Thousand cankers disease, a relatively new disease to Colorado that is lethal to infested black walnut trees, has now arrived in the northeast plains. The disease was confirmed in Fort Morgan through cooperative efforts of the Colorado State Forest Service, Colorado State University Extension, City of Fort Morgan and the CSU Plant Diagnostics Clinic, and likely arrived in the community through the movement of infested wood.
After being introduced to Colorado in recent years, thousand cankers disease has caused significant tree mortality in many of the state's urban forests, primarily along the Front Range from Fort Collins to Pueblo. Converse to emerald ash borer, another recently arrived Colorado tree pest that spread westward across the Great Plains via the transport of infested wood, thousand cankers disease has the potential to spread in the opposite direction, to the Eastern U.S. – potentially impacting large numbers of commercially valuable walnut trees.
"In the Midwestern states, black walnut trees have significant economic value," said Boyd Lebeda, acting district forester for the CSFS Fort Morgan District. "So the spread of this disease could be damaging not only here, but to tree resources and related markets in other states."
Thousand cankers disease is caused by a fungus carried by the walnut twig beetle. Once the fungus is introduced to a tree, it causes small dead areas in the bark called cankers. Trees are eventually killed by overwhelming attacks of walnut twig beetles and subsequent cankers that girdle branches. Currently, there are no effective methods for saving trees with the disease, and many states east of Colorado already have quarantines prohibiting the movement of walnut material.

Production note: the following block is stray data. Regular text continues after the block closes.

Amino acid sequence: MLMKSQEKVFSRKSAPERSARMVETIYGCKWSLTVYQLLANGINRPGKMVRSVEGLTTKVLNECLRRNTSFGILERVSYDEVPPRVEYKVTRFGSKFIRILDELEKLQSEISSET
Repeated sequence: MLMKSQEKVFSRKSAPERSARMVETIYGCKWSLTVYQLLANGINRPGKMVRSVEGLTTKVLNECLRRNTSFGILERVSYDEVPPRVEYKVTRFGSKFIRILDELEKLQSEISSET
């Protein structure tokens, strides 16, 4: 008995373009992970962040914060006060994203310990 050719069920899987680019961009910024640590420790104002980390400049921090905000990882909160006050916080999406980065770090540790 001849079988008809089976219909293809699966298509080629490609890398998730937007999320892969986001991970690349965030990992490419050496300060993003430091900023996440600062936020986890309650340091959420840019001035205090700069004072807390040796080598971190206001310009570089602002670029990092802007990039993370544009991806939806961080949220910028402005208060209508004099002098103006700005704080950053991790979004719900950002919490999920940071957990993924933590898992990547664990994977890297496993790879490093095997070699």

The CSFS, CSU Extension and partner agencies have been in the process of monitoring the state's black walnut trees for the past few years, travelling through communities in eastern Colorado to record tree locations and current conditions.
Landowners with black walnut trees in Morgan County and elsewhere in Colorado should inspect them regularly for symptoms including sparse foliage, leaf yellowing or wilting, branch dieback and excessive staining of the bark surface. Any suspect trees should be reported to the nearest CSFS or CSU Extension office.
Anyone who has a black walnut tree removed within the City of Fort Morgan can contact the city at 970-542-6311 to determine the best way to dispose of the tree.
Everyone can help minimize the spread of this and other tree diseases, including emerald ash borer, by not transporting raw wood – including logs, firewood, lumber and wood chips – to new locations.
Explore further: Emerald ash borers were in US long before first detection
More information: For more information about thousand cankers disease, go to csfs.colostate.edu/pdfs/113144… -1000Cankers_www.pdf